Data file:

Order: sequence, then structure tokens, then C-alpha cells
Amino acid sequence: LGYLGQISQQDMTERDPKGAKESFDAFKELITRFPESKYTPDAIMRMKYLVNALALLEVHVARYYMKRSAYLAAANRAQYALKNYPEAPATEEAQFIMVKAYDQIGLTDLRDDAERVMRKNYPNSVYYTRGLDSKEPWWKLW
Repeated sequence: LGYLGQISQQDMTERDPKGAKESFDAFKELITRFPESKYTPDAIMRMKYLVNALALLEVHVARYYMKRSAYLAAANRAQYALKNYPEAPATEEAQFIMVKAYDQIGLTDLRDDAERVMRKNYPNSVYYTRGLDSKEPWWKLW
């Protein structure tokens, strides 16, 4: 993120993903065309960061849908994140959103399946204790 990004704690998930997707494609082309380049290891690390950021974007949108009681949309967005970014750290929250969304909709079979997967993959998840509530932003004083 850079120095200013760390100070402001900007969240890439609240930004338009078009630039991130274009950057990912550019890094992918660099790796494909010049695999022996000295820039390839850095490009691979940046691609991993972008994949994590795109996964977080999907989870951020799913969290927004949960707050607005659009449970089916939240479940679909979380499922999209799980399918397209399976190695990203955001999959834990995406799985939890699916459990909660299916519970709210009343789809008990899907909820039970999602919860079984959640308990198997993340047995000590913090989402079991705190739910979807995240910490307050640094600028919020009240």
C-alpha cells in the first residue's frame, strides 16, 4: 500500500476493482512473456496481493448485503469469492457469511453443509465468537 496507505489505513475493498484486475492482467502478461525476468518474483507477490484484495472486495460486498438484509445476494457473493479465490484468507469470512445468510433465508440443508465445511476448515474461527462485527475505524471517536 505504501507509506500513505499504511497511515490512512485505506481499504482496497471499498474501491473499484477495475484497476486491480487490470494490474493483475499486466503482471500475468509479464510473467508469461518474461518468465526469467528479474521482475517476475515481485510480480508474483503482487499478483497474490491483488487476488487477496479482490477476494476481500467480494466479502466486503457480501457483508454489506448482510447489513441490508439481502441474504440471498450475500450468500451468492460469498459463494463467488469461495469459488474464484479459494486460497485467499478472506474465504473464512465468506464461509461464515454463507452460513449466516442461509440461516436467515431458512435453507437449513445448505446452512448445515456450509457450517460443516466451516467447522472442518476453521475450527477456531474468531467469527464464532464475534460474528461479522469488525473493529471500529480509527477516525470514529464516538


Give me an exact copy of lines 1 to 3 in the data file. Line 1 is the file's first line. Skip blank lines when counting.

Order: sequence, then structure tokens, then C-alpha cells
Amino acid sequence: LGYLGQISQQDMTERDPKGAKESFDAFKELITRFPESKYTPDAIMRMKYLVNALALLEVHVARYYMKRSAYLAAANRAQYALKNYPEAPATEEAQFIMVKAYDQIGLTDLRDDAERVMRKNYPNSVYYTRGLDSKEPWWKLW
Repeated sequence: LGYLGQISQQDMTERDPKGAKESFDAFKELITRFPESKYTPDAIMRMKYLVNALALLEVHVARYYMKRSAYLAAANRAQYALKNYPEAPATEEAQFIMVKAYDQIGLTDLRDDAERVMRKNYPNSVYYTRGLDSKEPWWKLW